Friday, May 7, 2010

Old-School Labs

I found a copy of “The Golden Stamp Book of Dogs” at a thrift store this week and while flipping through the pages, I was struck by the way breed standards have changed over the years.  The edition I have was printed in 1966, but bears a 1953 copyright, indicating when the photos used in the stamps were taken.  What caught my eye was the page about Labrador Retrievers.

The stamp featured a glossy coated Black Lab, which was interesting, since Yellow Labs are by far the more popular of the two main coat colors.  I did a Google search for “black Labrador retriever,” and about one-third of the photos showed Yellow or Golden Labs.  Chocolate and even “Silver” Labs also came up in the search results.

More significantly, what I noticed about the Lab in the Golden Book stamp was how different the body types are today.  Labs are extremely popular in Texas, both as pets and hunting dogs.  The purebreds I see at the dog parks are huge—with wide, blocky heads, deep jowls, broad chests, with thick barrels, fuller, longer-haired tails, and plushy coats.  The photos below are from breeders’ Internet sites and are typical of the purebred Labs in my area.

I don’t have any hard data to support this, but the “Labs” that arrive at my Shelter every day tend to resemble the dog in the stamp photo.  They are lighter-boned, with higher tucks in the flank, leaner barrels, more tapered heads, less conspicuous dewlaps and jowls, and generally have shorter, sleeker coats.  Mind you, many of our animals are what horse people would call “grade” level, even if they are purebred.  And a large number of our Labs are mixed breed, primarily Pit Bull, but also Vizla, Catahoula, or Rhodesian Ridgeback.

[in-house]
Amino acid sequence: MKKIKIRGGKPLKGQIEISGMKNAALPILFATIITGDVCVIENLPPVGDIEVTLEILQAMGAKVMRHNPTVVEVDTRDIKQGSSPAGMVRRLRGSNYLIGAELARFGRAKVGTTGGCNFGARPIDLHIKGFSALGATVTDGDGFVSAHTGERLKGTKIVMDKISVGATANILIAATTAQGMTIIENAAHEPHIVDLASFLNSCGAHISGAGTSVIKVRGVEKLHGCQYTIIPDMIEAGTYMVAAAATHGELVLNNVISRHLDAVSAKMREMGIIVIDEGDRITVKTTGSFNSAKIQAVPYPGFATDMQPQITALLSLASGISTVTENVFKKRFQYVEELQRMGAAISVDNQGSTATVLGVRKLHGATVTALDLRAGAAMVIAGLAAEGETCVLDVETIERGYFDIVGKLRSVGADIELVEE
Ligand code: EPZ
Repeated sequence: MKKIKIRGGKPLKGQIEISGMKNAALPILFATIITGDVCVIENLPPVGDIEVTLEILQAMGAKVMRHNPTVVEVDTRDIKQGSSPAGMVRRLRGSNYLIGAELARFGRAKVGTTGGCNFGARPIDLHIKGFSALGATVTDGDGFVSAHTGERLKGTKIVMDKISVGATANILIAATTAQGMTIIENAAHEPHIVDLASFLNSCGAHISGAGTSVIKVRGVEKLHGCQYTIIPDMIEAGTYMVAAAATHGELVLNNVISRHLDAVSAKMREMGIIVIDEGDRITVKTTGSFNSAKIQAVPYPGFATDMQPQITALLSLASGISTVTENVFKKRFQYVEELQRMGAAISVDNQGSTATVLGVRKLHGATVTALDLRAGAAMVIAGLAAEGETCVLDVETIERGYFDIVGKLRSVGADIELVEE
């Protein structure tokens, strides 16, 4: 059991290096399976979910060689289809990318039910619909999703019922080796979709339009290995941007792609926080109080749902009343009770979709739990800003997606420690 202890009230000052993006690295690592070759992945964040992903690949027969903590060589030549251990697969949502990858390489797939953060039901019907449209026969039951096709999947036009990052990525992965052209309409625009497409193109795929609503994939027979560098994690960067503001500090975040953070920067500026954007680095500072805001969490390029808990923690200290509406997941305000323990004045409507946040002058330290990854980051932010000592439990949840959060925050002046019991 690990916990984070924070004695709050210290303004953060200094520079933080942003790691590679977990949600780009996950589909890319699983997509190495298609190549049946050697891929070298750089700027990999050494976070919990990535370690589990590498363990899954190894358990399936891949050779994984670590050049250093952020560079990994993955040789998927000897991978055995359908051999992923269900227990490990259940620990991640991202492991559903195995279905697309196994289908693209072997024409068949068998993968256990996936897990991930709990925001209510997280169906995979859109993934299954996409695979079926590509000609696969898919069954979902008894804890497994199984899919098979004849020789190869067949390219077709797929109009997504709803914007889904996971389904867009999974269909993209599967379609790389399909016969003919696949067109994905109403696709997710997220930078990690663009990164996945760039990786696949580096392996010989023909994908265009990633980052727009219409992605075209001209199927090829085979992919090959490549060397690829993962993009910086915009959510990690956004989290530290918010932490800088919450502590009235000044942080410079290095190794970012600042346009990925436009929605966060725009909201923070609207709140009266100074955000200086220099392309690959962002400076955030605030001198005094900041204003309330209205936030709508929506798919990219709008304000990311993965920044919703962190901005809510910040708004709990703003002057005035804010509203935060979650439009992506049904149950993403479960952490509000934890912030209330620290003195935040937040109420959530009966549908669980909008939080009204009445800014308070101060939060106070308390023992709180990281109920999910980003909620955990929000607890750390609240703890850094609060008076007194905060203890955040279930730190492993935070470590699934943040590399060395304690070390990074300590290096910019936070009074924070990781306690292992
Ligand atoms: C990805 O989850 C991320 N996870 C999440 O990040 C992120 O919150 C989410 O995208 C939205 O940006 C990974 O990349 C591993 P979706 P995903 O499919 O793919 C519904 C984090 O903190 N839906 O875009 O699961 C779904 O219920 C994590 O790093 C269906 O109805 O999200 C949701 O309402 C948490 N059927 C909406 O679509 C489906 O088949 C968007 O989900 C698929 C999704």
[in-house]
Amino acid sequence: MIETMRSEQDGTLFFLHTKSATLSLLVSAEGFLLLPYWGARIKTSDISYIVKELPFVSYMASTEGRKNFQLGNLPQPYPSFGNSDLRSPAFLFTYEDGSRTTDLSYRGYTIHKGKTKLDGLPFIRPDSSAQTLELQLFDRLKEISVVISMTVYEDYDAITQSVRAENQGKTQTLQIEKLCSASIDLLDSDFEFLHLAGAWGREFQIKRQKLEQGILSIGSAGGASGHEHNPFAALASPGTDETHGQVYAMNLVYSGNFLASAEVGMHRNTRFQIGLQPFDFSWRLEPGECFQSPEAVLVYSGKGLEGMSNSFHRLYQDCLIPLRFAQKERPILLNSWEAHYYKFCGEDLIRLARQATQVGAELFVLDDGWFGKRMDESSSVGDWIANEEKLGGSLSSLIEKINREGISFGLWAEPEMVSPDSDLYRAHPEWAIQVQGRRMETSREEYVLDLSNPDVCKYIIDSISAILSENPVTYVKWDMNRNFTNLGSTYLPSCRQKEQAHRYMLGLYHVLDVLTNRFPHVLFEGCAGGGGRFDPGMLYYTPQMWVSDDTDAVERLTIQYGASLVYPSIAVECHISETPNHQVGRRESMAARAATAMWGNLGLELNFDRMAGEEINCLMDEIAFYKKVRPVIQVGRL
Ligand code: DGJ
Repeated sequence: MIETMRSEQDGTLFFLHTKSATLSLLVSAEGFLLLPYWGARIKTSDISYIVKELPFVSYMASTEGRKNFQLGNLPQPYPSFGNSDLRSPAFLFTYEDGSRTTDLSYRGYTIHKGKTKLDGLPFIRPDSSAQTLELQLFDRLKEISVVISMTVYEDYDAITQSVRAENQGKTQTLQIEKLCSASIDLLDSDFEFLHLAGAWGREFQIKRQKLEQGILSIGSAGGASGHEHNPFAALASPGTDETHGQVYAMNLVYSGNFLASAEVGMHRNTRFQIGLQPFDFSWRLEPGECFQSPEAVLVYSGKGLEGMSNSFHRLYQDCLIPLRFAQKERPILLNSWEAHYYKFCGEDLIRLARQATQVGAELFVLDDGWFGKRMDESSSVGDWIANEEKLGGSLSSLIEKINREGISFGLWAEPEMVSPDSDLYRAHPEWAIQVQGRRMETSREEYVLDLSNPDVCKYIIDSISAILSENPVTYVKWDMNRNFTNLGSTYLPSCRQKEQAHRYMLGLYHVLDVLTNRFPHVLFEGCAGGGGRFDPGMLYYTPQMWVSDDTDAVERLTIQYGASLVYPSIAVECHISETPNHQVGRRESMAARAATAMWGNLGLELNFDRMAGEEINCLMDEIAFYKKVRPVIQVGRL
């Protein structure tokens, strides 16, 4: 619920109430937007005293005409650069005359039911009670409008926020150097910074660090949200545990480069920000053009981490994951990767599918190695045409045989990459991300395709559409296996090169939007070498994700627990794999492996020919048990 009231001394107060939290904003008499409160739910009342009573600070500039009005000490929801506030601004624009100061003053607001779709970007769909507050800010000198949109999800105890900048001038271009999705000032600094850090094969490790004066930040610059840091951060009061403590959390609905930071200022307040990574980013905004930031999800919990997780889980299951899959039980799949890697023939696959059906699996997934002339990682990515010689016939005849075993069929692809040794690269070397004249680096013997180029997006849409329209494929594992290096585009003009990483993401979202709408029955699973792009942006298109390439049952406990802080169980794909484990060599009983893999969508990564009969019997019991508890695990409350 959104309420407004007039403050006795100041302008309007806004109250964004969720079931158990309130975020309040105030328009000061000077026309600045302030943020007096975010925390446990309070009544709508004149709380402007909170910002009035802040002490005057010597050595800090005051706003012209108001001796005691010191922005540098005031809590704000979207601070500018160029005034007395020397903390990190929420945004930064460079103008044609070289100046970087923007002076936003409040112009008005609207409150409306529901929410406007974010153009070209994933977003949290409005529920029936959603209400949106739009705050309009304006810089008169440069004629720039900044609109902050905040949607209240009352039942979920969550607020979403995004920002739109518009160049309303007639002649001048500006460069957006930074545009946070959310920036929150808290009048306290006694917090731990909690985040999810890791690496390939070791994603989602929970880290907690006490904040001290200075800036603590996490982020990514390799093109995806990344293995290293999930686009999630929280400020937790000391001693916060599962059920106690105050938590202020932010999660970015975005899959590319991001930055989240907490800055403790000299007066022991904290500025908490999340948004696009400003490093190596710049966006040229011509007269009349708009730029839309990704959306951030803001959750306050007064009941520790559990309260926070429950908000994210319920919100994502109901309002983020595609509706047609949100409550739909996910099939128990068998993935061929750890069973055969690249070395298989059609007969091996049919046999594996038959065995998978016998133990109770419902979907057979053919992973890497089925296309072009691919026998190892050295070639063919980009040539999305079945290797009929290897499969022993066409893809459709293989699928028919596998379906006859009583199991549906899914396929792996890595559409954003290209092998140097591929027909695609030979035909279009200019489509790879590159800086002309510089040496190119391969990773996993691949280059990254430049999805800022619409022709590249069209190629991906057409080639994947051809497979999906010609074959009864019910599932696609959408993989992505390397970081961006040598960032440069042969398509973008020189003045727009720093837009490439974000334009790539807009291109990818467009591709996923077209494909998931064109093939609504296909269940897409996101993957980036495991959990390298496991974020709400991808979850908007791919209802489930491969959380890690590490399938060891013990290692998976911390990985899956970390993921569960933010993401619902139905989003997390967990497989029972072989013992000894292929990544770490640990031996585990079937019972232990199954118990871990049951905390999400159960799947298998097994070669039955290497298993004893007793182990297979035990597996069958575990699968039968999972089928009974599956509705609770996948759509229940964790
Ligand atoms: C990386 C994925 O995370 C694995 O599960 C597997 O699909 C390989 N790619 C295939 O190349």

Still, many of our Shelter Labs are dead-ringers for the old-school Labs shown on the stamp.  It’s amazing to look back to see how standards have affected an individual breed.

Check out this video from a breeder of German Shepherd dogs to see how the standards of the “German” and “American” lines have altered the profile of the “champion” GSD. The video begins with photos from the 1940s and ends in the 2000s, and the images dramatize the extreme effects of breeding for specific conformation types.  You can compare the GSD on the Golden Stamp Cover with today's show ring GSD and immediately tell the difference

However, if you’re in Texas and are looking for a Lab, come check out our Old-School Labs at MCAS!


  1. Wow! My lab cross looks exactly like an old-school lab! The tail is so different, yet it seems to be a big detail on labs nowadays. Everything is so thick, but I imagine old-school labs are much more athletic.

  2. This is really interesting! Having watched/seen dog shows, I know what a purebred Lab is "supposed" to look like: to wit, the ones you've depicted from local breeders. However, what I mostly see around here (MO) are Labs that look like the old-school ones in your book, and the ones you see at the shelter. I have even gone so far as to ask people I see at the dog park, "What breed is your dog?" and when they respond, "Purebred Lab," it's all I can do not to laugh. I'm sorry, I'm sure they are very sweet, loving, wonderful family pets but they are NOT purebred. Or if they are, people are really being taken for a ride... and the AKC. Guess the latter doesn't care as long as the paperwork is in order. :-/ (This is actually a pet peeve of mine with many breeds. I don't know why it aggravates me when people brag about their blasted purebred, when the dog is the worst possible crappy example of its breed there ever was...if it is, in fact, even a purebred. Yes, I'm glad the dog has a loving home, of course, but PLEASE somebody be honest and tell them it's a mutt!)


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